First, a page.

Moving to Washington?
Tucked in the Pacific Northwest region of United States, Washington State with its rich,
varied culture and climate is the only state that has been named after a U.S. president. Due to its huge tracts of forested
lands that have contributed both to the timber industry and the ecosystem alike, the state has been nicknamed the “Evergreen
Puget Sound - the seat of Washington's commercial and industrial development – is comprised of navigable
bays over which cities such as Seattle, Tacoma, and Everett are situated. Seattle and Everett have two firsts to their
credit - the former is famous for the first revolving restaurant while the latter is the site for the world's largest
building, Boeing's final assembly plant.
Native Americans inhabited Washington State long before the arrival
of the Europeans, whose livelihood consisted of hunting, salmon fishing, food gathering and some forms of agriculture.
These indigenous tribes were famous for their totem poles, which are sculptures carved from large Red Cedar trees. Makah,
another indigenous tribe is famous for their whaling skills in their canoes.
If you’re moving to Washington,
there are a lot of things you’re going to need to know. Luckily, you’ve come to the right place.
Things to Know When Moving to Washington
Washington is characterized by an oceanic climate which varies considerably from the west to east. The low pressure
system in the Pacific Ocean results in a wet season in Washington that has often been described by the term “Pineapple
Express.” Sometimes western Washington experiences deep freeze winters where subzero temperatures prevail. The
region east of the Cascade Mountains fall in the rain shadow region where they experience semi-arid conditions.
The precipitation increases as you travel towards the regions near the Rockies. The geographical extant of Washington
is quite varied with the Columbia Plateau, Columbia River and its tributaries in the east, while the Cascades
form a north-south divide and to the west of these Cascades lie the lowlands, Puget Trough and Puget Sound.
Registering your Car
You have 30 days to register your car in Washington from the date of the beginning
of your residency in the state of Washington. Registration is done at a local vehicle licensing office, by mail,
or in person. If your vehicle is 2009 or newer it must meet California emission standards to get registered in
the state of Washington.
Obtaining a Washington Driver's License
A driver’s license should be obtained within 30 days of becoming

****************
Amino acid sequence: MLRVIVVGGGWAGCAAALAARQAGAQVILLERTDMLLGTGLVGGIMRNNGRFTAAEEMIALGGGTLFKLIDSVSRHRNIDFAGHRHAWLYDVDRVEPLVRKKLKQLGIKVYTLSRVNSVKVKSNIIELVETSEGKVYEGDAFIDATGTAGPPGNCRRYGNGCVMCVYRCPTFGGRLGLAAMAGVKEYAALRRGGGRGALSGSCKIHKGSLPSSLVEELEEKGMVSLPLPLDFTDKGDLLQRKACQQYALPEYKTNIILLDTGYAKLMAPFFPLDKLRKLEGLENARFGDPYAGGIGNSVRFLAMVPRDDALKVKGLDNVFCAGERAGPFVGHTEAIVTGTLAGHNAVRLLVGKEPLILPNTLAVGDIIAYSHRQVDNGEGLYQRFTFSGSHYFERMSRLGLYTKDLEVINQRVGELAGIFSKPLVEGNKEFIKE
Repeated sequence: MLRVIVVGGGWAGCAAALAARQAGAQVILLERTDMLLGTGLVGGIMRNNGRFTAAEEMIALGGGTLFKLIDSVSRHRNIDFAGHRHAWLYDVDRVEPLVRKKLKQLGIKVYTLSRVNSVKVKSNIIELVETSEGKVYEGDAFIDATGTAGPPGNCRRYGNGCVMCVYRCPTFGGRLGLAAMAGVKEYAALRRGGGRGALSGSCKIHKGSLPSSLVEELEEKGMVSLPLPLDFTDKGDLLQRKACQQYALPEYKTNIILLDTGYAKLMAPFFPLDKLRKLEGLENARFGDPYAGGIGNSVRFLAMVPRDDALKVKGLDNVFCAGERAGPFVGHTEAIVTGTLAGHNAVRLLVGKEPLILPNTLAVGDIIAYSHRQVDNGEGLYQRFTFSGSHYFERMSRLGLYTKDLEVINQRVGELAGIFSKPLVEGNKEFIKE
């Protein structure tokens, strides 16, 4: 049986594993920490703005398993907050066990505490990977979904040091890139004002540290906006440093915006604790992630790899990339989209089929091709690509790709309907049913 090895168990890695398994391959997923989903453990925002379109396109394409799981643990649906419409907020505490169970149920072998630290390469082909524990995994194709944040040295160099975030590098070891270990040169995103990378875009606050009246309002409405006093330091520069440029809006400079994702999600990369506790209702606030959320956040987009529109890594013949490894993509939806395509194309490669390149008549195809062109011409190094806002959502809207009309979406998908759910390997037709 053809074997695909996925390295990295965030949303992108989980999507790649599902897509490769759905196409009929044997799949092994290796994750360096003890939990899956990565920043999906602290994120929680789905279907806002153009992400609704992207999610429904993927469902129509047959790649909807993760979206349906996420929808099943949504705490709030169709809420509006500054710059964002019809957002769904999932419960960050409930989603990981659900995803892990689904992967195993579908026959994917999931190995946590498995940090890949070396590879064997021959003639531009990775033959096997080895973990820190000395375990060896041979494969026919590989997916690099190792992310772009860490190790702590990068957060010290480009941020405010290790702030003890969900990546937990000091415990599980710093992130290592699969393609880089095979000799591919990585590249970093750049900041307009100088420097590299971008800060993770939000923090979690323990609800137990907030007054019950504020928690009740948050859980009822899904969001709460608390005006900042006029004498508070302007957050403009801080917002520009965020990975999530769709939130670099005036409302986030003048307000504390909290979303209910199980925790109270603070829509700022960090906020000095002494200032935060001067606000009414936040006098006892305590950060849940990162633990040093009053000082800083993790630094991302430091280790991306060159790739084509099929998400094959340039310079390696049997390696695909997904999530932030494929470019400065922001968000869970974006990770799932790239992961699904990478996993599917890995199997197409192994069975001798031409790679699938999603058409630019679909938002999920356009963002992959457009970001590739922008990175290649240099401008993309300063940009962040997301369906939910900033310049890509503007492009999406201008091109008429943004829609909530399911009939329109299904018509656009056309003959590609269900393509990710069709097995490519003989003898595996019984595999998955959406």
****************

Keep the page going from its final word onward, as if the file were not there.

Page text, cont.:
a resident of the state of Washington. If you are in possession of a valid license from another state, then there
is no need for you to take the knowledge or driving test unless you have a medical condition. An expired license
from another state may require you to pass both the knowledge and the driving test. A person visiting Washington
State from another country may use his/her valid out-of-country driver license for up to one year.
As of 2011, Washington was ranked 24th out of 50 states in violent crime, with a total of less than
25 violent crimes for every 100,000 people in the state.
Washington boasts of a wide variety of industries such as aerospace, forest products, clean energy, information
and communication technology, and marine technology. Washington is a leading producer of various agricultural products
such as raspberries, strawberries, apples, concord grapes and cranberries. It is the second leading producer of wines,
second only to California.
The unemployment rate as of March 2012 in Washington was 8.3% after seasonally adjusting it, while nationally it
The median household income in the state of Washington is $55,500, while the average per capita income
for the state is $43,564.
Moving and Storage
If you are looking for a moving company or storage facility to help you with anything,
you should check to make sure the company is registered with the United States Department of Transportation or
with the Federal Motor Carrier Safety Administration.
The average listing price for homes in Washington is $327,152, while the median sales price is
just over $305,950. The Washington Association of Realtors is the official real estate resource for the state of Washington.
Major landmarks and attractions
Fort Worden; Seattle Space Needle; Grand Coulee Dam; Pike Place Market Side
Street; Museum of Glass; Olympic National Park.
Largest Cities: Seattle, Spokane, Tacoma, Olympia, Bellevue, Bellingham
The Washington State Office of the Superintendent of Public Instruction oversees the management of elementary and
secondary schools. The state legislature has introduced the Running Start program, which allows students to get
higher education at public expense, while earning school and college credit. Washington offers some of the finest
higher education through its 60 public and private Universities, colleges and technical training schools. Some
of the collegiate institutions located in Washington include the University of Washington, Washington State University,
Gonzaga University, Western Washington University, and Eastern Washington University.
Mount Rainier National Park
North Cascades National Park
Olympic National Park
San Juan Island National Historical Park
State park System
Washington State has a great number of national parks, national forests, federally protected
wildernesses, and national wildlife refuges which offer numerous outdoor activities such as bird-watching, boating,
mushing sled dogs, digging for clams and salmon fishing. Olympia National Park enjoys the distinction of being
an UNESCO World Heritage Site and an International Biosphere Reserve. And provides many opportunities to appreciate
the natural wonders of Washington by hiking, fishing, biking and hunting.
Seattle-Tacoma International Airport
Bellingham International Airport
William R. Fairchild International Airport
King County International Airport
Pullman-Moscow Regional Airport